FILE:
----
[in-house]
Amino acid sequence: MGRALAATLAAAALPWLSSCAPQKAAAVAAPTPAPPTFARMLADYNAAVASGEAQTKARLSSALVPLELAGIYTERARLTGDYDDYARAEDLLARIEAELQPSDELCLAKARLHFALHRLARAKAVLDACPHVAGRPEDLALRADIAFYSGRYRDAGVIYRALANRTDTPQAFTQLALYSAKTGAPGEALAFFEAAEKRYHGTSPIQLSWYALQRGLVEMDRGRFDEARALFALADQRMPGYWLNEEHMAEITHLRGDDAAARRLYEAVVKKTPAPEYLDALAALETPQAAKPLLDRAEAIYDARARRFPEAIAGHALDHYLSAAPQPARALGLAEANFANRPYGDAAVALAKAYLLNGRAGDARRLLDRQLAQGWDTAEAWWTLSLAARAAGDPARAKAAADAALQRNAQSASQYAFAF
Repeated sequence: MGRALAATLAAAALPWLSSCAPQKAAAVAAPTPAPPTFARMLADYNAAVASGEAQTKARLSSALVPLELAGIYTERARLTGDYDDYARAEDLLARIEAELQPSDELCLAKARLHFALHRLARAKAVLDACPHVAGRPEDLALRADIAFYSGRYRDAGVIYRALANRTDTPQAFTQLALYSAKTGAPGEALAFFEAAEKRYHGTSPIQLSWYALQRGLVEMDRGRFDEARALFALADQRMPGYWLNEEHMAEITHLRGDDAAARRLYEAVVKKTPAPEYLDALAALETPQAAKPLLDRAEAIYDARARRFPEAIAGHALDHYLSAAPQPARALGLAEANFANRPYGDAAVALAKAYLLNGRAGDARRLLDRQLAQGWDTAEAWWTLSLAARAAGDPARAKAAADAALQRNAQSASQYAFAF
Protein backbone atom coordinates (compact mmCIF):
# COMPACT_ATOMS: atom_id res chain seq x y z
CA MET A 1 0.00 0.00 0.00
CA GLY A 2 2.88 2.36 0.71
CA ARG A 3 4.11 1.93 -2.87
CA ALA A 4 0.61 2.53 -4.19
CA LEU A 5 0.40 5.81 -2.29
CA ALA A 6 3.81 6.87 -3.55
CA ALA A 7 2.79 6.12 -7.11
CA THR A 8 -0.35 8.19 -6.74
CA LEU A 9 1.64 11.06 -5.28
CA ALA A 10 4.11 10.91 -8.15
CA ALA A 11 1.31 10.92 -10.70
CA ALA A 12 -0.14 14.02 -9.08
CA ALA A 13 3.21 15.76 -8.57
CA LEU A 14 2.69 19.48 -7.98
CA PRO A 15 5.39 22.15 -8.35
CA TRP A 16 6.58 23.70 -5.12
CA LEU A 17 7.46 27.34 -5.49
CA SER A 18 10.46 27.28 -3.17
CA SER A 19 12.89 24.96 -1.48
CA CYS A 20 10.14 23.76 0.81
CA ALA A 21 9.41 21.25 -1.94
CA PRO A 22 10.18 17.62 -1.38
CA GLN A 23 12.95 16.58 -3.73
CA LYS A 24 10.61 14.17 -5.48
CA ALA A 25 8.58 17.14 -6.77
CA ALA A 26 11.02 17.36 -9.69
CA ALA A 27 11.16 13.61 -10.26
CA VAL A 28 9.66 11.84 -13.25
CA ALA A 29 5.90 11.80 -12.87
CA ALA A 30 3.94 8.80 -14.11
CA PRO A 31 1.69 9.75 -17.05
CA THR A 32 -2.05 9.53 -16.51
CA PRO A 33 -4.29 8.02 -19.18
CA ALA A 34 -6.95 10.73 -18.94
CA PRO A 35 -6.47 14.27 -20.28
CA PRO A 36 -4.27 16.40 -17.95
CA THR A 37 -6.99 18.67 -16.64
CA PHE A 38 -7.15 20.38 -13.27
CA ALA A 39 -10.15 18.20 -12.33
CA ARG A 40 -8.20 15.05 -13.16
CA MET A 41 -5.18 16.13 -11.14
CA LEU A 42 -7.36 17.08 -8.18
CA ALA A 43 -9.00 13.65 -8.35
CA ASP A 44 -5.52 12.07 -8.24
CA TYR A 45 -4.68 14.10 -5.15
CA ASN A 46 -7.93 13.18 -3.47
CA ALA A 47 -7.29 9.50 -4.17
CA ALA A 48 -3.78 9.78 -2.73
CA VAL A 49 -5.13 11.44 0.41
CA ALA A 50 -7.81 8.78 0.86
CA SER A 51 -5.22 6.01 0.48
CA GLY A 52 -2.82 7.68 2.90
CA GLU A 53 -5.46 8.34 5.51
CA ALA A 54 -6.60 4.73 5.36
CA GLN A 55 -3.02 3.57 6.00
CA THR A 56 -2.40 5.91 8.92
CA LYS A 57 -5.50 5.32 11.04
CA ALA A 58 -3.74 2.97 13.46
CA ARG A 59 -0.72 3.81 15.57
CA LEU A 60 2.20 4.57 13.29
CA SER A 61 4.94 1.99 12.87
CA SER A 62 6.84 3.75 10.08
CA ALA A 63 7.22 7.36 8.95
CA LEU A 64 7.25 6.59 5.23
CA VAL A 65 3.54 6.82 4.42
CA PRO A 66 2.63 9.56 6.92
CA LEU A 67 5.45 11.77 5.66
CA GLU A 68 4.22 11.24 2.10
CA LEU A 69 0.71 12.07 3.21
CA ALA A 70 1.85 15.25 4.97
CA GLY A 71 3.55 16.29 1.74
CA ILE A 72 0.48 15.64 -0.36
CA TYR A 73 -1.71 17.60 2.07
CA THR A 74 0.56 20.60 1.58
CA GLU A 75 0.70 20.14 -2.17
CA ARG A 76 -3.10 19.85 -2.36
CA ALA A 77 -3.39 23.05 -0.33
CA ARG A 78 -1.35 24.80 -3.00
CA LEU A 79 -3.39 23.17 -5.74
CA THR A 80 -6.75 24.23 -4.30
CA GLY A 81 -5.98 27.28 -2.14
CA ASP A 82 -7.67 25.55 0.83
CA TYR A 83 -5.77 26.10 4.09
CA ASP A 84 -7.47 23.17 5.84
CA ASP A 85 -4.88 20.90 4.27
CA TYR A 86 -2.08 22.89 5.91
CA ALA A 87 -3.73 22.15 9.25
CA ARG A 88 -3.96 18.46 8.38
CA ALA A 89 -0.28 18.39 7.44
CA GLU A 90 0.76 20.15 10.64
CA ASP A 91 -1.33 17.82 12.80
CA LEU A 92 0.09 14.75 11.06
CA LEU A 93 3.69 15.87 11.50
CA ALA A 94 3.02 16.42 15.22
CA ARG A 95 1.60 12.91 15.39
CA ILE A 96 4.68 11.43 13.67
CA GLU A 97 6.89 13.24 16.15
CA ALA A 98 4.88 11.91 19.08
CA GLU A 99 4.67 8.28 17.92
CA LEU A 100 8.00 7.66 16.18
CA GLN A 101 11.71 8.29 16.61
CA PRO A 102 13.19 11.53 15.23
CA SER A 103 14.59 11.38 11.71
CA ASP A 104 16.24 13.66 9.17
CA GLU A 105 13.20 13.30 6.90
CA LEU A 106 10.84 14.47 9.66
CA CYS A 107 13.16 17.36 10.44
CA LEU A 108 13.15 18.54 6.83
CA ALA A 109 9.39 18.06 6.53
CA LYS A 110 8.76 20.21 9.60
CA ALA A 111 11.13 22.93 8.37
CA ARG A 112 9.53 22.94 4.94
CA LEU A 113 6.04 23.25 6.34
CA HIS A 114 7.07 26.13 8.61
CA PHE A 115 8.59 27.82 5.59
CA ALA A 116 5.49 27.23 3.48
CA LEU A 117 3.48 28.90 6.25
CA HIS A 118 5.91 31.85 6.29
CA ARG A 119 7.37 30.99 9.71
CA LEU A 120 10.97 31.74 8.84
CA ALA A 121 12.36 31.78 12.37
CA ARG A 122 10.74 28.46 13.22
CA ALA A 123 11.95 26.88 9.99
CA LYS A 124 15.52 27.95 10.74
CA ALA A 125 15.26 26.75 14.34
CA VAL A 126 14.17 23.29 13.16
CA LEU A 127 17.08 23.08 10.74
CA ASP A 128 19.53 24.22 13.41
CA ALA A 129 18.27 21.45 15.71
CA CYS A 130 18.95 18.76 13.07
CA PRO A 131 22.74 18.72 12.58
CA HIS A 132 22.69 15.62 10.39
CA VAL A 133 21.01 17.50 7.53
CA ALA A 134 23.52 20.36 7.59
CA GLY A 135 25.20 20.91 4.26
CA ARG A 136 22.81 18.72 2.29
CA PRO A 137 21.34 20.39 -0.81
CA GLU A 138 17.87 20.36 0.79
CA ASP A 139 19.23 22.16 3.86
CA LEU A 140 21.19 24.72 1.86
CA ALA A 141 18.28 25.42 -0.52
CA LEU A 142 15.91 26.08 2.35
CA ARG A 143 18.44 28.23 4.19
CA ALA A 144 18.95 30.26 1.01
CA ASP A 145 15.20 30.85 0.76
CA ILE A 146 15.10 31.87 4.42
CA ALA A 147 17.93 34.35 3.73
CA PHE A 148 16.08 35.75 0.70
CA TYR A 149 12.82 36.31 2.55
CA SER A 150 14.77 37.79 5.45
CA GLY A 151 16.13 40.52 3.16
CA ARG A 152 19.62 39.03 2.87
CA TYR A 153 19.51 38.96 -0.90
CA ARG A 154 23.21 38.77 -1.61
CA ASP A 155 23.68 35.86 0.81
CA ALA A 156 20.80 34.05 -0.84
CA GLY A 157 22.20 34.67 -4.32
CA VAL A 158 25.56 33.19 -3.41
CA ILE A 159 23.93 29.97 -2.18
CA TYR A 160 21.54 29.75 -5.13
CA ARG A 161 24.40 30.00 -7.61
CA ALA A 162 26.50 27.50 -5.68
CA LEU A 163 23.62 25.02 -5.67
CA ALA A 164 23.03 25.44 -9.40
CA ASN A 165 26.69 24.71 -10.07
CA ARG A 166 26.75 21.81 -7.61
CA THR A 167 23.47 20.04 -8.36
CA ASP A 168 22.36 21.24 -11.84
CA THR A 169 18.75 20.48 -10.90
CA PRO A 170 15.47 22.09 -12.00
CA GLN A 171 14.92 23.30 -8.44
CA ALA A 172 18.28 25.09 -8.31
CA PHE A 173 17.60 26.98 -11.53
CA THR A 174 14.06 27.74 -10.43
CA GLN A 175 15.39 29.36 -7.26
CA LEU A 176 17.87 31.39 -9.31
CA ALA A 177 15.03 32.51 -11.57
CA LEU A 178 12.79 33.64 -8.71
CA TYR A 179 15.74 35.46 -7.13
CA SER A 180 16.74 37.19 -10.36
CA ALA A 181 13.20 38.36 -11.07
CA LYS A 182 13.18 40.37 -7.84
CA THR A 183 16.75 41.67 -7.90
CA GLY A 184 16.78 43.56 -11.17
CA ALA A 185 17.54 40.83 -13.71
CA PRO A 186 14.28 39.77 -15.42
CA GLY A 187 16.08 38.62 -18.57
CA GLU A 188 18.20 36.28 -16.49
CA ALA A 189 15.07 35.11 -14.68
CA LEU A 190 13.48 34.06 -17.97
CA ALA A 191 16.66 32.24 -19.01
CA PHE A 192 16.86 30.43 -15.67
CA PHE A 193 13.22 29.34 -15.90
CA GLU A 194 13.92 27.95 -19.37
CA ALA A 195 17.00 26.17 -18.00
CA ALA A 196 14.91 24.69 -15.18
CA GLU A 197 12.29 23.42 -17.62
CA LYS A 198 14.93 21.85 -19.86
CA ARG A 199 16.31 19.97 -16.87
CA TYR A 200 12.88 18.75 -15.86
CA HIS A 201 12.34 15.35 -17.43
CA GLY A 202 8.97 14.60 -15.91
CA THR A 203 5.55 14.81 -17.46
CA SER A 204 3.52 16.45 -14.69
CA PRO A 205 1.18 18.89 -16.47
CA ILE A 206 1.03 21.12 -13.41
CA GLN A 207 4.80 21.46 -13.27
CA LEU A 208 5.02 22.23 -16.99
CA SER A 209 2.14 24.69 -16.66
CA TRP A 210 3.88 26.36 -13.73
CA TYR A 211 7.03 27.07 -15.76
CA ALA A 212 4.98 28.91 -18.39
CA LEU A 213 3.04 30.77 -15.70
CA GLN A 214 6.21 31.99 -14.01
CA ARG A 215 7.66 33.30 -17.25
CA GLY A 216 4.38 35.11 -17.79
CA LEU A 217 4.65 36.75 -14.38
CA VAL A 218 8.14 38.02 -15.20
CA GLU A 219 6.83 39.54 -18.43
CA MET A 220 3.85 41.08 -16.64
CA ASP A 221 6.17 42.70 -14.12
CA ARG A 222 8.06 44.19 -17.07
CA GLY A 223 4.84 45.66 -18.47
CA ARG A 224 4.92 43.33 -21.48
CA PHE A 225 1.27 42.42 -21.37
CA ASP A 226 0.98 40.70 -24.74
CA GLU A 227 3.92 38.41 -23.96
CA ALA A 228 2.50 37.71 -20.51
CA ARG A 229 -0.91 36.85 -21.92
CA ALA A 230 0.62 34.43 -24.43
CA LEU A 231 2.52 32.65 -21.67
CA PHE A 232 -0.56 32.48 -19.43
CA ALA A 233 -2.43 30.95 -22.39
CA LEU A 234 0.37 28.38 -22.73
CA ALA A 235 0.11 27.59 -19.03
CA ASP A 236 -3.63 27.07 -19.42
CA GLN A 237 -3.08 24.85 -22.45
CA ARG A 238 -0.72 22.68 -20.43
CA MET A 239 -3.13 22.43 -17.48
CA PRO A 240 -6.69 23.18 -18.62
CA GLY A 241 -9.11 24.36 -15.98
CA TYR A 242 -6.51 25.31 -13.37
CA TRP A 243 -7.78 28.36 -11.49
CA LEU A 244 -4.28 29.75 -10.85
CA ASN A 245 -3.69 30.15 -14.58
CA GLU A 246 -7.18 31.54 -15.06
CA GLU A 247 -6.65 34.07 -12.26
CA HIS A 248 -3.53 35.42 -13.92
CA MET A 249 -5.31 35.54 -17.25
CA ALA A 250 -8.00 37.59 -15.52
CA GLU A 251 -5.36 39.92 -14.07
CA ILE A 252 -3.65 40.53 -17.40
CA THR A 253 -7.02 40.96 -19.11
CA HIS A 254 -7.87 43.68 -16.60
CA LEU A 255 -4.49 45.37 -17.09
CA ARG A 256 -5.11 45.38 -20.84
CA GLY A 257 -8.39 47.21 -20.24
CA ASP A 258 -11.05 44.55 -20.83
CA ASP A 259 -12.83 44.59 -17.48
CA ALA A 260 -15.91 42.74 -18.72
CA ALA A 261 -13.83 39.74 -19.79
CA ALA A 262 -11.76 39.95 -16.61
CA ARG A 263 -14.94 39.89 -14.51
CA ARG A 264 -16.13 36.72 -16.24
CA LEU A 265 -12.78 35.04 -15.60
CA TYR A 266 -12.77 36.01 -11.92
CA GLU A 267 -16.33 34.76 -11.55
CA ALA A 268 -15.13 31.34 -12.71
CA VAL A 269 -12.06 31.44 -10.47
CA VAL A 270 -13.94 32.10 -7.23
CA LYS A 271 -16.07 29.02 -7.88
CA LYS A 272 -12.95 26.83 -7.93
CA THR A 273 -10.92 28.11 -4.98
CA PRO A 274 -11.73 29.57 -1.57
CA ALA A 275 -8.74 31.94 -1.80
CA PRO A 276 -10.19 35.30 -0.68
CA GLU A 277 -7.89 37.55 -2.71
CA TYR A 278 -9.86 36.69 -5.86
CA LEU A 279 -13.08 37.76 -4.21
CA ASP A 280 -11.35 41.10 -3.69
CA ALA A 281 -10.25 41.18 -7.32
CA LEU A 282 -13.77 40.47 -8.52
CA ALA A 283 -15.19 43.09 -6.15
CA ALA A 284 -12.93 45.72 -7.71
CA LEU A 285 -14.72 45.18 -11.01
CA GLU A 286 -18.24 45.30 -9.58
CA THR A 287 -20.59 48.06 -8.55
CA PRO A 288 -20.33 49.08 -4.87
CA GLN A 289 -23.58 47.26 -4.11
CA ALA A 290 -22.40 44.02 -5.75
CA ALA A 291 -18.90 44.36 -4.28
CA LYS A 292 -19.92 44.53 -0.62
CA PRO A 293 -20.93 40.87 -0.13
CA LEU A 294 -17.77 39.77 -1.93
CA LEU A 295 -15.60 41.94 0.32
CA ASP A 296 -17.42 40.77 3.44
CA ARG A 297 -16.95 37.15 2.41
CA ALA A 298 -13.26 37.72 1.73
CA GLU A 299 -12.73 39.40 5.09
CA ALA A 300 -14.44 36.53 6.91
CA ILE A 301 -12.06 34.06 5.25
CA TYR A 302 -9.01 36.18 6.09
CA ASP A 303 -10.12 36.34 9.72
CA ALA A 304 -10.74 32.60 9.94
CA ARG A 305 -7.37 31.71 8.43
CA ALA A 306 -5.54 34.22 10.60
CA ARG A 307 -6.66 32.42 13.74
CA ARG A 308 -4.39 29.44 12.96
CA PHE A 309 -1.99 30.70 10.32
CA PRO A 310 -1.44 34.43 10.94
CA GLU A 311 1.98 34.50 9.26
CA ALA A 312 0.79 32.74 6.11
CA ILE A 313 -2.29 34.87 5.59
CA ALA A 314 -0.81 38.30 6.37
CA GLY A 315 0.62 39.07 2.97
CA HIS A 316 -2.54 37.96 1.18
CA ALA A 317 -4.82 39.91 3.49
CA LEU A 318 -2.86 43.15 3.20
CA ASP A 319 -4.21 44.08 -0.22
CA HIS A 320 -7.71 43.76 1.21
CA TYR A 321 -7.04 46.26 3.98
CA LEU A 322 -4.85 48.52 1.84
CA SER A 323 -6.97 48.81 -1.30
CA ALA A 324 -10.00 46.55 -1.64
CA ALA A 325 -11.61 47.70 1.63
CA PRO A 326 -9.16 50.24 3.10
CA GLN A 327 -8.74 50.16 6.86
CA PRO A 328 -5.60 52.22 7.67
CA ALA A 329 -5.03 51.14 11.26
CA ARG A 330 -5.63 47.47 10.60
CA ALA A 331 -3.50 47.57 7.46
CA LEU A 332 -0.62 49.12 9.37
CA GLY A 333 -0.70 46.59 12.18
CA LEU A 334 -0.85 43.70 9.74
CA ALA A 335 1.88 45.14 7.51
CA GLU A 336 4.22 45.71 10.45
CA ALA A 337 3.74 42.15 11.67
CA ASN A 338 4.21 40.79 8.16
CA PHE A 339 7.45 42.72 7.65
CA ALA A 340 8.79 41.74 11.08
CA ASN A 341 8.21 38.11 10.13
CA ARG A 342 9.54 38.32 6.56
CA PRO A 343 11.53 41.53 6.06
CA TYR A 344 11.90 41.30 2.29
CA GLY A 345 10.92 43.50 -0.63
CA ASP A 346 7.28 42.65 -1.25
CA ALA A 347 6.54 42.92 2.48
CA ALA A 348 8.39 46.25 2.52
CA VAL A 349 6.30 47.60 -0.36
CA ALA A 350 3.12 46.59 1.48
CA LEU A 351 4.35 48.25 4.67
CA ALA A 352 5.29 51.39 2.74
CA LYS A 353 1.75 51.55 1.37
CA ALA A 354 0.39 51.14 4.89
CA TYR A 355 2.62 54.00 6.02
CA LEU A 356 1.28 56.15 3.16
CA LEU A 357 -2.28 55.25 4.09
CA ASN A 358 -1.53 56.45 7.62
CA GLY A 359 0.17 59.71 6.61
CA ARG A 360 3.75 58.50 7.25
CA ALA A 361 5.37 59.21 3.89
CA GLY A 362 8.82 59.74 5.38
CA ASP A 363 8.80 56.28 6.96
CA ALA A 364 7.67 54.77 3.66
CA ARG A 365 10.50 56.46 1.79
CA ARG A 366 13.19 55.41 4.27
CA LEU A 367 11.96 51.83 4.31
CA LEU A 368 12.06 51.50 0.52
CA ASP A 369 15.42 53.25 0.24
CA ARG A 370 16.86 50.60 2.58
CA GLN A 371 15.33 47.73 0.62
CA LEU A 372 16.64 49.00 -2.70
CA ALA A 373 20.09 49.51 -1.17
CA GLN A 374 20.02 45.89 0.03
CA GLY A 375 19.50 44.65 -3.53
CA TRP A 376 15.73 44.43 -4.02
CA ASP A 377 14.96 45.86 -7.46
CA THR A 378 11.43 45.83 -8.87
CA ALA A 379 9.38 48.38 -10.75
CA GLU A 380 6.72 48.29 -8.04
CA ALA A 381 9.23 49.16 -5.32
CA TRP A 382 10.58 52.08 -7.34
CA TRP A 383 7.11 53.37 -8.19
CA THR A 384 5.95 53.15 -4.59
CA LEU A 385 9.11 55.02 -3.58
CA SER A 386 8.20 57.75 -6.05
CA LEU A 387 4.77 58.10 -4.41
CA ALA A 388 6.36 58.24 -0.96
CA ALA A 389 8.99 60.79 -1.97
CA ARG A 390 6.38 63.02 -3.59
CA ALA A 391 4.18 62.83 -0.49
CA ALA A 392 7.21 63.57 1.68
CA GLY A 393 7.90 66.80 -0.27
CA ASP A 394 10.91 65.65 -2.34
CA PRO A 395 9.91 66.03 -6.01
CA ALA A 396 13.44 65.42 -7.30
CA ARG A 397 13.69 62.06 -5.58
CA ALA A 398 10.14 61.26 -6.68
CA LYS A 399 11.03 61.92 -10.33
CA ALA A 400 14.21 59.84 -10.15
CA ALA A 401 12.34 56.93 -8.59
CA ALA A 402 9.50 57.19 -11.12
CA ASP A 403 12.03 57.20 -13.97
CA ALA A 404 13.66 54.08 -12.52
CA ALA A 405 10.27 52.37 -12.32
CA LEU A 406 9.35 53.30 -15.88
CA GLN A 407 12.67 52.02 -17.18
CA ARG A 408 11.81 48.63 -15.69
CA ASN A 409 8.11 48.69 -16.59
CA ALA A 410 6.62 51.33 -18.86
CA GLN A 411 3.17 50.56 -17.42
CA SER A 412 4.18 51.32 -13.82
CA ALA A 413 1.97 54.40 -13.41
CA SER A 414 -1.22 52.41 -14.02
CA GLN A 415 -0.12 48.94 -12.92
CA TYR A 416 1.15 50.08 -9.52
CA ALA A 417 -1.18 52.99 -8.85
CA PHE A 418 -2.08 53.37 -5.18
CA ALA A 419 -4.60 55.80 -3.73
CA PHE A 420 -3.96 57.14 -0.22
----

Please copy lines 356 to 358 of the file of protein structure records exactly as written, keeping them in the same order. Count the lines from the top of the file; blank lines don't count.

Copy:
CA LEU A 351 4.35 48.25 4.67
CA ALA A 352 5.29 51.39 2.74
CA LYS A 353 1.75 51.55 1.37